Liz Truss turned UK into 'Argentina on Channel', former Bank of England chief Carney says

Taxation and spending cuts are being used by Conservatives around the world as a 'Pavlovian reaction to every problem', he says

Former British Prime Minister Liz Truss arrives at the Institute for Government to deliver a speech defending her time in power. EPA
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Former Bank of England governor Mark Carney has accused former prime minister Liz Truss of turning Britain into “Argentina on the Channel”.

“When Brexiteers tried to create Singapore on the Thames, the Truss government instead delivered Argentina on the Channel – and that was a year ago,” Mr Carney said at a Global Progress Action Summit in Canada.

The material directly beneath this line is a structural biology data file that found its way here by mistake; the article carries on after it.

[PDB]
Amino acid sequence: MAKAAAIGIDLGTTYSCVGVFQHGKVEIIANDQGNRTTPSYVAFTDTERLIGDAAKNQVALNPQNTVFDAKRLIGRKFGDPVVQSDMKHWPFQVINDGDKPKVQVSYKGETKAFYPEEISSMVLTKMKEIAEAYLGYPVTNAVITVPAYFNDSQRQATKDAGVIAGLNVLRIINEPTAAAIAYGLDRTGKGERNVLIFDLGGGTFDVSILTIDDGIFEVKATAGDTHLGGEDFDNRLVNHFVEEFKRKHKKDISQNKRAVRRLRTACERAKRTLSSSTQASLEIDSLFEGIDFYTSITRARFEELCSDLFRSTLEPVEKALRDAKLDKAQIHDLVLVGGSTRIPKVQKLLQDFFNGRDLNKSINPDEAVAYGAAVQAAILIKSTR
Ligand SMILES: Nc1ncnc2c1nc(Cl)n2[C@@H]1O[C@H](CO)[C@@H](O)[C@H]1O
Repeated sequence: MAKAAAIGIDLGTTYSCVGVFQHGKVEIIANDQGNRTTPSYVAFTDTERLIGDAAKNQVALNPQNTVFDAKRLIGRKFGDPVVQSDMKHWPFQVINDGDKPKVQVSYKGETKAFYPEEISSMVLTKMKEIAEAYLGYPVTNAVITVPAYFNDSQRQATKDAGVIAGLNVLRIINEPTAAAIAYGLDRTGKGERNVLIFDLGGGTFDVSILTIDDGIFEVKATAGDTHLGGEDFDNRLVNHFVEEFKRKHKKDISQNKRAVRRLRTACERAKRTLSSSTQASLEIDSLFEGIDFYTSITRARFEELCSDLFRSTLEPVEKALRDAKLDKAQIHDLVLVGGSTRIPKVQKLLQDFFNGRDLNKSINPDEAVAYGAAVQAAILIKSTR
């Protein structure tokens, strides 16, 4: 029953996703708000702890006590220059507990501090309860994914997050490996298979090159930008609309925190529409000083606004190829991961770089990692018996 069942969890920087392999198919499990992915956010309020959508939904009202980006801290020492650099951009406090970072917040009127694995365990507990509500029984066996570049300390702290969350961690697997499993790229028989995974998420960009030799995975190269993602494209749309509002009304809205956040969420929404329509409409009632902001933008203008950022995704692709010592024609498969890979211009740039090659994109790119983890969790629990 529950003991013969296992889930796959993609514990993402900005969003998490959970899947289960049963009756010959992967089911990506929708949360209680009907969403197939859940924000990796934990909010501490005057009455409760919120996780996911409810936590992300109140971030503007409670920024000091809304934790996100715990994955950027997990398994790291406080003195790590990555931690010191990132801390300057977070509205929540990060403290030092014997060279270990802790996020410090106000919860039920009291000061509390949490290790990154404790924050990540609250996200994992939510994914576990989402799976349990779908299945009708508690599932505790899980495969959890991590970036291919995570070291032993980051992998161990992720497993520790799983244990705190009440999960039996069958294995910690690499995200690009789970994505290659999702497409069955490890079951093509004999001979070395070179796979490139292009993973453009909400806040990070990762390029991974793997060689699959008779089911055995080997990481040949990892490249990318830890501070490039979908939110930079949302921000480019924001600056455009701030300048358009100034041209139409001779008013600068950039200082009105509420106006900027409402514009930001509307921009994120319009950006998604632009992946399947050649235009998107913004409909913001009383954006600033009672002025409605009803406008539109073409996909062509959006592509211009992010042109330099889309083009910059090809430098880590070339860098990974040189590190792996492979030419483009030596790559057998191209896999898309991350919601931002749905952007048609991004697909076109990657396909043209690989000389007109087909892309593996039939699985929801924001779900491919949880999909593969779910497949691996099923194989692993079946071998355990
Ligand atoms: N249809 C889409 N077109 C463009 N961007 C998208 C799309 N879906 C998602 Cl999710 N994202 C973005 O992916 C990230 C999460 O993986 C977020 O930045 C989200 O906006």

“Those with little experience in the private sector – lifelong politicians masquerading as free marketeers – grossly undervalue the importance of mission, of institutions and of discipline to a strong economy.”

Argentina has faced a string of economic crises. It has defaulted on its international debts nine times.

Mr Carney said “extreme Conservatives” in Britain and abroad had “a basic misunderstanding of what drives economies”.

He said they used taxation and spending cuts as a “Pavlovian reaction to every problem”.

“Nothing, even far-right populist politicians, can demolish our efforts more quickly than a fiscal crisis, and the market reaction to the Truss budget underscored the tough new macroeconomic environment,” Mr Carney said.